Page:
The SEC stated, “Our Division of Enforcement will continue to identify, investigate, and bring actions against those who violate our laws and rules. Some of those violators might be public companies or advisers whose climate- or ESG-related statements are false or misleading, but such actions would not be based on any new standard; we have always pursued violations of our antifraud provisions. Either way, we must continue to review any alleged securities violations in light of the regulations and guidance in existence at the time of the conduct in question.”
The new Climate and ESG Task Force will begin developing initiatives to proactively identify ESG-related misconduct and reviewing the current ESG guidelines. This should not be seen as a disruptor or groundbreaking initiative, but rather a continuation of the work the SEC has been delivering for decades and as a much-needed update of climate-related and ESG reporting guidance in the U.S. Currently, the Commission has not voted on any new standards or expectations relating to climate-related disclosure.
The SEC plans to review how companies are disclosing climate-change risks and will work with companies to assess the extent to which they are complying with current climate disclosure guidance. These steps will help the task force evaluate and update their guidelines to create a more comprehensive framework. However, this process could take up to four years. In the meantime, the SEC has provided some examples of problematic and effective ESG practices.
The difference between problematic & effective ESG practices
The risk alert provided insight into “potential violations” and described a number of problematic practices the SEC has observed in recent examinations of investment advisers, registered investment companies, and private funds offering ESG products and services.
The SEC stated some of the following practices could mislead investors into falsely believing that they invested in companies pursuing ESG strategies.
- Portfolio management practices were inconsistent with disclosures about ESG approaches.
- Controls were inadequate to maintain, monitor, and update clients’ ESG-related investing guidelines, mandates, and restrictions.
- Proxy voting may have been inconsistent with advisers’ stated approaches.
- Unsubstantiated or otherwise potentially misleading claims regarding ESG approaches.
- Inadequate controls to ensure that ESG-related disclosures and marketing are consistent with the firm’s practices.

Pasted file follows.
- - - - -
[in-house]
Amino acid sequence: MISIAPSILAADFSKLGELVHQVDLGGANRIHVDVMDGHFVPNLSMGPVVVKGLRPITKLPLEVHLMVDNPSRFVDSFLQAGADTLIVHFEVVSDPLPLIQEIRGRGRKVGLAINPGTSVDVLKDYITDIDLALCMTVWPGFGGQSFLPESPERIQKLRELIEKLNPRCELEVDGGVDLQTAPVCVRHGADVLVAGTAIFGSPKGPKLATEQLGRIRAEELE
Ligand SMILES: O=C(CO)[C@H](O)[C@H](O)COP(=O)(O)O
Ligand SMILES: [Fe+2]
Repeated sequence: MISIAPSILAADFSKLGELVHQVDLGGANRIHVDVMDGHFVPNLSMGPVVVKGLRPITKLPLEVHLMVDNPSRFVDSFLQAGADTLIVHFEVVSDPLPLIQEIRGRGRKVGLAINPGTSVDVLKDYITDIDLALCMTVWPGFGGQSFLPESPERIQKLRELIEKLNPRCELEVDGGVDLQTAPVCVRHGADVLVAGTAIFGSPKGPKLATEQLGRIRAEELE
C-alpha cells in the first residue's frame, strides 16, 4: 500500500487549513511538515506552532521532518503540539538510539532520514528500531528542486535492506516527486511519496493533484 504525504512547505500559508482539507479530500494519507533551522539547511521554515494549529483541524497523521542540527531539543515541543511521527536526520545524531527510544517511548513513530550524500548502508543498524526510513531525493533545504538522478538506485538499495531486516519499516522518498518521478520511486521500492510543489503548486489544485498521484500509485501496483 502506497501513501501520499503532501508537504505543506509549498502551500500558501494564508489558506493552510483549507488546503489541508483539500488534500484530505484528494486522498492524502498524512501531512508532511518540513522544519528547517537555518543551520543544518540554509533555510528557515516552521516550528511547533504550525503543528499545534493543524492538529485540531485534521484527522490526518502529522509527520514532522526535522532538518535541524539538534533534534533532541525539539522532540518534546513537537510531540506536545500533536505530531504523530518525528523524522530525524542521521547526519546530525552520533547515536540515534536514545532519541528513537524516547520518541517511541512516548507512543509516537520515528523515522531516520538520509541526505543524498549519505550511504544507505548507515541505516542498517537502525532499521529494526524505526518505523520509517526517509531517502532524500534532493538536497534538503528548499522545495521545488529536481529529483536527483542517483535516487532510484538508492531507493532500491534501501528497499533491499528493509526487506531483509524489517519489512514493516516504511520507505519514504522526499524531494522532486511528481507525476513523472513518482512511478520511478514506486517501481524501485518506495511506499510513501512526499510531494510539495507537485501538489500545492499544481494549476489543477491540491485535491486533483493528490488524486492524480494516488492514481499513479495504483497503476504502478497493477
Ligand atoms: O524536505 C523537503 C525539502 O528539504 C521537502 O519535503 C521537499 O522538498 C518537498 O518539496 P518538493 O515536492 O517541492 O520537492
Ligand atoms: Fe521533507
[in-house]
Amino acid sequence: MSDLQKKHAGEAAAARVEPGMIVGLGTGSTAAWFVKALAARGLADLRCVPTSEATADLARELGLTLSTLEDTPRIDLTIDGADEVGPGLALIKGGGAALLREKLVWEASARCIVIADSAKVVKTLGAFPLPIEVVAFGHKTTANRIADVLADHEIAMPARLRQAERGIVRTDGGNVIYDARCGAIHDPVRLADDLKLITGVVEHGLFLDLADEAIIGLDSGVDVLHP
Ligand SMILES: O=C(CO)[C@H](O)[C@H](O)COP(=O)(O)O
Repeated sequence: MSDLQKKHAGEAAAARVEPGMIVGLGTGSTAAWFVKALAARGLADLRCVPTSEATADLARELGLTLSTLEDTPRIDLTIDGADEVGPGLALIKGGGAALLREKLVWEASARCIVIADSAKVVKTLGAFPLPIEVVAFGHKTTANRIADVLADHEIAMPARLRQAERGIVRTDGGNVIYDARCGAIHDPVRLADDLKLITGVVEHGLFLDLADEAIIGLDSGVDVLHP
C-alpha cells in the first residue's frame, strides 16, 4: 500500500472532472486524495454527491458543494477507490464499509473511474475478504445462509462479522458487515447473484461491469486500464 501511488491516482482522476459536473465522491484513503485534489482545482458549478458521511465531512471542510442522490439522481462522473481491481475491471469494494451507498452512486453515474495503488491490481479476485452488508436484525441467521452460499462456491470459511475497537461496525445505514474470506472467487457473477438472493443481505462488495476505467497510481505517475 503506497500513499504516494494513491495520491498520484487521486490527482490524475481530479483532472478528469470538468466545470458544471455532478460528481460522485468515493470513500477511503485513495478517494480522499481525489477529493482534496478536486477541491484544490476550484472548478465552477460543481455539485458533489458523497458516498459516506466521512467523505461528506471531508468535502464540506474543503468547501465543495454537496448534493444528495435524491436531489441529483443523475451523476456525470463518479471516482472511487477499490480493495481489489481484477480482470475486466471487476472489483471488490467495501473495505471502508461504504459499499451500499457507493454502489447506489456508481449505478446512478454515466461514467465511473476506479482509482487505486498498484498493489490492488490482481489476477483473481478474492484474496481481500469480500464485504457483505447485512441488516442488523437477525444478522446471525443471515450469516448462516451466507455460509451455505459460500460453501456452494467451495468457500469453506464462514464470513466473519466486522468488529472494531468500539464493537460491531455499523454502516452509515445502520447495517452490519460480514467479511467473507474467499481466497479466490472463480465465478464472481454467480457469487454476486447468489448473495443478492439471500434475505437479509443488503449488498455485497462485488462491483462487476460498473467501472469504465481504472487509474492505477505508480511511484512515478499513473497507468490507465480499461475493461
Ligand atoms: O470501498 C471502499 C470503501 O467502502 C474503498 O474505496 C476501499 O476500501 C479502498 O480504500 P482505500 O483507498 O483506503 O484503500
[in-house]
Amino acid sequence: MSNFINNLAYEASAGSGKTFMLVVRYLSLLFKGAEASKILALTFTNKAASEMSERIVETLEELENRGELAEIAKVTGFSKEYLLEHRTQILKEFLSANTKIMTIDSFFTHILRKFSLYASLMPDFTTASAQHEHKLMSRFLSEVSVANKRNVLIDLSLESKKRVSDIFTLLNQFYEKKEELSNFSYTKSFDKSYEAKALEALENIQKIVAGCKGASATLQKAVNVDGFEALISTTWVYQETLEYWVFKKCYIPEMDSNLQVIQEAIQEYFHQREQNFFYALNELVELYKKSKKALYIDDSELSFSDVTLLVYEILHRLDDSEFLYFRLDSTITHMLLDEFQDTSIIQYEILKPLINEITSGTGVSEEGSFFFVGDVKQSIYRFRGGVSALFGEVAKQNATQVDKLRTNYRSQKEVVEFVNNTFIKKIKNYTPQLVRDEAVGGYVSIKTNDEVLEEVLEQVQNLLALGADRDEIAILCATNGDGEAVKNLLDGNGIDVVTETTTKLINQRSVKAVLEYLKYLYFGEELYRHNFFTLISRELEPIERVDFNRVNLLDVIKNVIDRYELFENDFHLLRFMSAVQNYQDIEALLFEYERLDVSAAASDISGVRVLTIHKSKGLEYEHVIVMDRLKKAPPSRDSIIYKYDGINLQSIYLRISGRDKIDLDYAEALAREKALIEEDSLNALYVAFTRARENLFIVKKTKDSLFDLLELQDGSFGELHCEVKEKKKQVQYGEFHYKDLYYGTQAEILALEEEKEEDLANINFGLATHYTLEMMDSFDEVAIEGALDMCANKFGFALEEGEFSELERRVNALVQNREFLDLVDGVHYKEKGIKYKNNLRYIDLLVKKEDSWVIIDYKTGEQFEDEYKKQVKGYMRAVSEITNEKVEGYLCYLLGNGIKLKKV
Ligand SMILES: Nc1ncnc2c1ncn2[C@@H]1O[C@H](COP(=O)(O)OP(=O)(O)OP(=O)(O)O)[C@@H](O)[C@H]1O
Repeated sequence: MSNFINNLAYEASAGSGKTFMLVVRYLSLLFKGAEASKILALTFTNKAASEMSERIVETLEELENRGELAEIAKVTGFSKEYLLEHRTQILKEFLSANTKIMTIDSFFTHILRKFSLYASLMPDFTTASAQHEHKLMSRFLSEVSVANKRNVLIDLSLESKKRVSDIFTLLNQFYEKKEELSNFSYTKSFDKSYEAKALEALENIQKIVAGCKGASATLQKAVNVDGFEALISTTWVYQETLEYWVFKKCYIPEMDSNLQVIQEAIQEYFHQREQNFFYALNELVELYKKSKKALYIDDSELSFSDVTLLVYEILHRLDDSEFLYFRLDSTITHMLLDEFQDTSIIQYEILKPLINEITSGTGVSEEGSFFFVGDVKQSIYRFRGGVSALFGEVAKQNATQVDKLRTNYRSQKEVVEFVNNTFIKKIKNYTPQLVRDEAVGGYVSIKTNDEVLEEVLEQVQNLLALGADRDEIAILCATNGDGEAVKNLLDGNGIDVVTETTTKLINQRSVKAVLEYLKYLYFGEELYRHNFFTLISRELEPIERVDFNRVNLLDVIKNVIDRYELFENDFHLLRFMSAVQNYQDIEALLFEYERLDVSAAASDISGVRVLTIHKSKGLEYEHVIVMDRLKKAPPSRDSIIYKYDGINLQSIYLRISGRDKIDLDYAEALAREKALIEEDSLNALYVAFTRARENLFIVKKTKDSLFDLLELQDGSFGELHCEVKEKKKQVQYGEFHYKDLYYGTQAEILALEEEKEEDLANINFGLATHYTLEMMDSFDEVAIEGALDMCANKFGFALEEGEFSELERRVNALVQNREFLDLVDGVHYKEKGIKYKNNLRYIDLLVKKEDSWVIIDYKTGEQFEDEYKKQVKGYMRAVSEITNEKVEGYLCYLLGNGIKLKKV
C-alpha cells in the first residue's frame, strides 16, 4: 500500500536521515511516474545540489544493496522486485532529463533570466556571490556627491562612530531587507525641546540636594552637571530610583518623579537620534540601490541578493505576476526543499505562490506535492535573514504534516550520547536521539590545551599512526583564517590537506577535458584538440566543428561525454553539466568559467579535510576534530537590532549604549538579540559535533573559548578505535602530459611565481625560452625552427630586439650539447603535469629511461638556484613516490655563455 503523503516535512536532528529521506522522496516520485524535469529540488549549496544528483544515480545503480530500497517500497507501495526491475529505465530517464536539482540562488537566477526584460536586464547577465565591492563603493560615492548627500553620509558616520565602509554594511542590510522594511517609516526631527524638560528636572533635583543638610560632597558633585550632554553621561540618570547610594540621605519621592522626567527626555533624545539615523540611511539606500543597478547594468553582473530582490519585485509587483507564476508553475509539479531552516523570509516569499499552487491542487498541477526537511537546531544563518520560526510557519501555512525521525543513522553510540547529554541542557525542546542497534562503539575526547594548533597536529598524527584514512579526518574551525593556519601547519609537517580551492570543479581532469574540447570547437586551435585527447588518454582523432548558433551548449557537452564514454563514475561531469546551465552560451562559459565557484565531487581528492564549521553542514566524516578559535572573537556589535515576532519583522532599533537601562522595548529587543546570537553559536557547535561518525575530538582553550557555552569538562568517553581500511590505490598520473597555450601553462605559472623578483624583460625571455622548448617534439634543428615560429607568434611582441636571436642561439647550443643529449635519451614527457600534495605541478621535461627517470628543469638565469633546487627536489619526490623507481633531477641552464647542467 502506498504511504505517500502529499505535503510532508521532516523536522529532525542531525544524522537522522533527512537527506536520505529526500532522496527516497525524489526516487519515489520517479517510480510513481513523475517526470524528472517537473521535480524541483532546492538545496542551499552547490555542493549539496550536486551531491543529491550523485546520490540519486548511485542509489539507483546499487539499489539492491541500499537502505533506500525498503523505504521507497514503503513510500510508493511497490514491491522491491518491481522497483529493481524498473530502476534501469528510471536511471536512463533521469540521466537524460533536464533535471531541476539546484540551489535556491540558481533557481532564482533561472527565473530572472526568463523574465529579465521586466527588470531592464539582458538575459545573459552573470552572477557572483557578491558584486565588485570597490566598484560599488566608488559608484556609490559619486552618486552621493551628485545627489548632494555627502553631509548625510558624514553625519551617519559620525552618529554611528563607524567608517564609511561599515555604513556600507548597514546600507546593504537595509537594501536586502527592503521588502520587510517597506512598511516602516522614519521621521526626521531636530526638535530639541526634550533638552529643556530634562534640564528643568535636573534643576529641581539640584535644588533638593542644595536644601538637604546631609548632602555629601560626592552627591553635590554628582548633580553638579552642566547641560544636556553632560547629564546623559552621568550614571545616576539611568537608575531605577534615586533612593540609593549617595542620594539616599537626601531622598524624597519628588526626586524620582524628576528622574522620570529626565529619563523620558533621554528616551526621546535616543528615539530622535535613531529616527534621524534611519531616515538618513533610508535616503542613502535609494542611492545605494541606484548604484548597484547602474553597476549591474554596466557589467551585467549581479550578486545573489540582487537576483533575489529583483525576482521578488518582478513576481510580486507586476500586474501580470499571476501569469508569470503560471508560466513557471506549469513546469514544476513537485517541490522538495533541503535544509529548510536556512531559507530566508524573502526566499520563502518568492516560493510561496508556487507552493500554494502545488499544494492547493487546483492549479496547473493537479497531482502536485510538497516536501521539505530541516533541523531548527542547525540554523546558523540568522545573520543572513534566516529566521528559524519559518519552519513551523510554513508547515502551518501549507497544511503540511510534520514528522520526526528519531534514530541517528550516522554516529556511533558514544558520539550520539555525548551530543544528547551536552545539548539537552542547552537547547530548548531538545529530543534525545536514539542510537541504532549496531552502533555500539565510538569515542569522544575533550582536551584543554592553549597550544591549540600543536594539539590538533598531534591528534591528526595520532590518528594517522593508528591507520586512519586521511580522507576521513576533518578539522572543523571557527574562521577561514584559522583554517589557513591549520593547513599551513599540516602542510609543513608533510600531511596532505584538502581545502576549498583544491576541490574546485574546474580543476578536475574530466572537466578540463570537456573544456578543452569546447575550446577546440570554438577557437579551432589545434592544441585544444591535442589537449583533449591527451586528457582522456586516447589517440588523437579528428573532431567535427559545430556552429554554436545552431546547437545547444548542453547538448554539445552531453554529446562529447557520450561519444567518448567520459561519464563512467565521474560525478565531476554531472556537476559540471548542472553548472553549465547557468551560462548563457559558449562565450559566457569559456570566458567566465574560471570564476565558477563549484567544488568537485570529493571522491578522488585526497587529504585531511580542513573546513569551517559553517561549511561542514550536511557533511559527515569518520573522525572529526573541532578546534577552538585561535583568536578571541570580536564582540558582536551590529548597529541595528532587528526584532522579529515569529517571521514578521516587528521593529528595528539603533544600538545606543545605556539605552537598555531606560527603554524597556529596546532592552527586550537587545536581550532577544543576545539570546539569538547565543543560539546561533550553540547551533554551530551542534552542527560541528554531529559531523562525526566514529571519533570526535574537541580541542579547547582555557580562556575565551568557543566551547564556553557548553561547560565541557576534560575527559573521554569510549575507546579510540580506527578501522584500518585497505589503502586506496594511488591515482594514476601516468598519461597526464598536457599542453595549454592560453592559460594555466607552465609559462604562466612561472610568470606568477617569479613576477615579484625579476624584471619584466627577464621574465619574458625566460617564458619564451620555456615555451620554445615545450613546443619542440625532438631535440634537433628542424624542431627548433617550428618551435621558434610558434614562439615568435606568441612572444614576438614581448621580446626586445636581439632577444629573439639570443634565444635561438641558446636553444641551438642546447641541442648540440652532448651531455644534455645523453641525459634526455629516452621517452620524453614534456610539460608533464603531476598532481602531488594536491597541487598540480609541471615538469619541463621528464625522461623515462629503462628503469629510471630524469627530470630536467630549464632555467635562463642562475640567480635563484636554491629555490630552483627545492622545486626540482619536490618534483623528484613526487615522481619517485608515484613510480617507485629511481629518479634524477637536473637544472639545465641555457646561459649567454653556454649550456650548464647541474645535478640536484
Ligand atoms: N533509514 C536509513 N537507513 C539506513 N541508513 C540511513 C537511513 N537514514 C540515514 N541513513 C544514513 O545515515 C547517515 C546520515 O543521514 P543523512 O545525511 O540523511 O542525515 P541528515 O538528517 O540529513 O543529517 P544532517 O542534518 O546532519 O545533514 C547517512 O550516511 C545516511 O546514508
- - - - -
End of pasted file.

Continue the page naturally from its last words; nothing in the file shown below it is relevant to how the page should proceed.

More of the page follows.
- Compliance programs did not adequately address relevant ESG issues.
The SEC also recommended several effective practices that firms should adopt to avoid ESG violations, such as:
- Disclosures that are clear, precise, and tailored to firms’ specific approaches to ESG investing, and which aligned with the firms’ actual practices.
- Policies and procedures that address ESG investing and covered key aspects of the firms’ relevant practices.
- Compliance personnel who are knowledgeable about the firms’ specific ESG-related practices.
Open, fair, transparent ESG performance
Allison Herren Lee, acting chair of the SEC, said it best, “The bottom line is that businesses now actively compete for capital based on ESG performance, and that competition needs to be open, fair and transparent.”
The SEC is advising firms to ensure that their approaches to ESG investing are implemented consistently throughout the company where relevant, adequately addressed in the firm’s policies and procedures, and subject to appropriate oversight by compliance personnel. Firms should also consider taking steps to document and maintain records relating to important stages of the ESG investing process.
Moving forward, companies that work toward ethical compliance through materiality assessments, utilization of globally recognized ESG frameworks, proper due diligence, and transparent communication will be better prepared to compete on the global ESG playing field.
ESG materiality assessments
With investors inquiring more and more frequently about what your company is doing in regard to responsible investment, how you treat employees and vendors, your dedication to sustainability initiatives, and other activities that fall under the ESG umbrella, it’s important to have answers to these questions.
An ESG materiality assessment empowers you to easily report on your current state and outline future initiatives while taking into consideration your business goals and risks. Download our guide to creating and extracting the maximum strategic value from an ESG materiality assessment.